Diffraction in astronomical telescopes is caused by the restriction of light to an entrance aperture. Focusing is a convenience imposed on the optical system. This is implied in Fig. 4-6, where the aperture and the focusing power have been divided into two independent functions. One function is the windowing of light by an iris or a rectangular cover—the diffracting aperture. Diffraction occurs whether the light is focused or not; it happens even in pinhole cameras.
All optical work is done on the nondiffractive focusing parts of the optical system. Thus, the optician's task is not to make an existing problem worse by adding additional aberrations to a lens or mirror. An optician cannot correct the window through which the telescope is looking.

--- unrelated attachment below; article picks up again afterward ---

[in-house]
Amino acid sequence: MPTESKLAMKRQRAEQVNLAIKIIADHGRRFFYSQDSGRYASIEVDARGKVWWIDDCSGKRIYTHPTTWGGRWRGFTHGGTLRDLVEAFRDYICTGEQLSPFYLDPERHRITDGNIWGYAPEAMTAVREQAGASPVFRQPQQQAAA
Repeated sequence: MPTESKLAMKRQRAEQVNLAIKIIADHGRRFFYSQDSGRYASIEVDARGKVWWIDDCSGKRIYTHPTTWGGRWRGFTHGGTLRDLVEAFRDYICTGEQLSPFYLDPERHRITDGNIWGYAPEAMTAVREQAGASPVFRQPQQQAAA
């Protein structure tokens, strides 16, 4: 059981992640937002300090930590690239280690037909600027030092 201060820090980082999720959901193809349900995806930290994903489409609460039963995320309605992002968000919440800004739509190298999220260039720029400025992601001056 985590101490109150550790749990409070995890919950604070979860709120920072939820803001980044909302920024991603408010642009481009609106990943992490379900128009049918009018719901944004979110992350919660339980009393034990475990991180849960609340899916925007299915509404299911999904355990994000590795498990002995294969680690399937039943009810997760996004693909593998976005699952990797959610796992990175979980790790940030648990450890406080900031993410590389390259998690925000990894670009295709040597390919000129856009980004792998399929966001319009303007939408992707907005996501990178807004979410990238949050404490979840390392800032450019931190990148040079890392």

The following discussion assumes that the focusing is already done when the wavefront encounters the aperture. This convention does not change the general principles involved.
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